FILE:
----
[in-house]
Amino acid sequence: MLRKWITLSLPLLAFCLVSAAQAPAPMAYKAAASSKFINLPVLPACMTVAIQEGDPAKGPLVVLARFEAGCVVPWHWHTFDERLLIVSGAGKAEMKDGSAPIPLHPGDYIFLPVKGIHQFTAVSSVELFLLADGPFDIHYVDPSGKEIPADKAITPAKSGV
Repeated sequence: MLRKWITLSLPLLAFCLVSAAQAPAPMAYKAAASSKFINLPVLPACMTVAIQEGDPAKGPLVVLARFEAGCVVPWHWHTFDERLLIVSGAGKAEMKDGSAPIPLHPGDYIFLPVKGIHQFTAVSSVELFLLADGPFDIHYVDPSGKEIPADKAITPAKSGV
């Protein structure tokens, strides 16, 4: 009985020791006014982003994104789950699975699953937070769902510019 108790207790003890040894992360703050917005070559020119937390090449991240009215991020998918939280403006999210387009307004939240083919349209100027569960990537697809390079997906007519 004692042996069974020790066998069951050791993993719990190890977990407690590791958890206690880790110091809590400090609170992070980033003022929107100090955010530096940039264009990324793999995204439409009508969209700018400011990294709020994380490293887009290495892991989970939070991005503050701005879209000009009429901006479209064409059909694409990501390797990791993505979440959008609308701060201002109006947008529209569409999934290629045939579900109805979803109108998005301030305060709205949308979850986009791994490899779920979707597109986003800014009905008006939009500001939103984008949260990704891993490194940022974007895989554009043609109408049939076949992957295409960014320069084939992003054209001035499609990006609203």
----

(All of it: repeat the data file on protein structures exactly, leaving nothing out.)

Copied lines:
[in-house]
Amino acid sequence: MLRKWITLSLPLLAFCLVSAAQAPAPMAYKAAASSKFINLPVLPACMTVAIQEGDPAKGPLVVLARFEAGCVVPWHWHTFDERLLIVSGAGKAEMKDGSAPIPLHPGDYIFLPVKGIHQFTAVSSVELFLLADGPFDIHYVDPSGKEIPADKAITPAKSGV
Repeated sequence: MLRKWITLSLPLLAFCLVSAAQAPAPMAYKAAASSKFINLPVLPACMTVAIQEGDPAKGPLVVLARFEAGCVVPWHWHTFDERLLIVSGAGKAEMKDGSAPIPLHPGDYIFLPVKGIHQFTAVSSVELFLLADGPFDIHYVDPSGKEIPADKAITPAKSGV
């Protein structure tokens, strides 16, 4: 009985020791006014982003994104789950699975699953937070769902510019 108790207790003890040894992360703050917005070559020119937390090449991240009215991020998918939280403006999210387009307004939240083919349209100027569960990537697809390079997906007519 004692042996069974020790066998069951050791993993719990190890977990407690590791958890206690880790110091809590400090609170992070980033003022929107100090955010530096940039264009990324793999995204439409009508969209700018400011990294709020994380490293887009290495892991989970939070991005503050701005879209000009009429901006479209064409059909694409990501390797990791993505979440959008609308701060201002109006947008529209569409999934290629045939579900109805979803109108998005301030305060709205949308979850986009791994490899779920979707597109986003800014009905008006939009500001939103984008949260990704891993490194940022974007895989554009043609109408049939076949992957295409960014320069084939992003054209001035499609990006609203």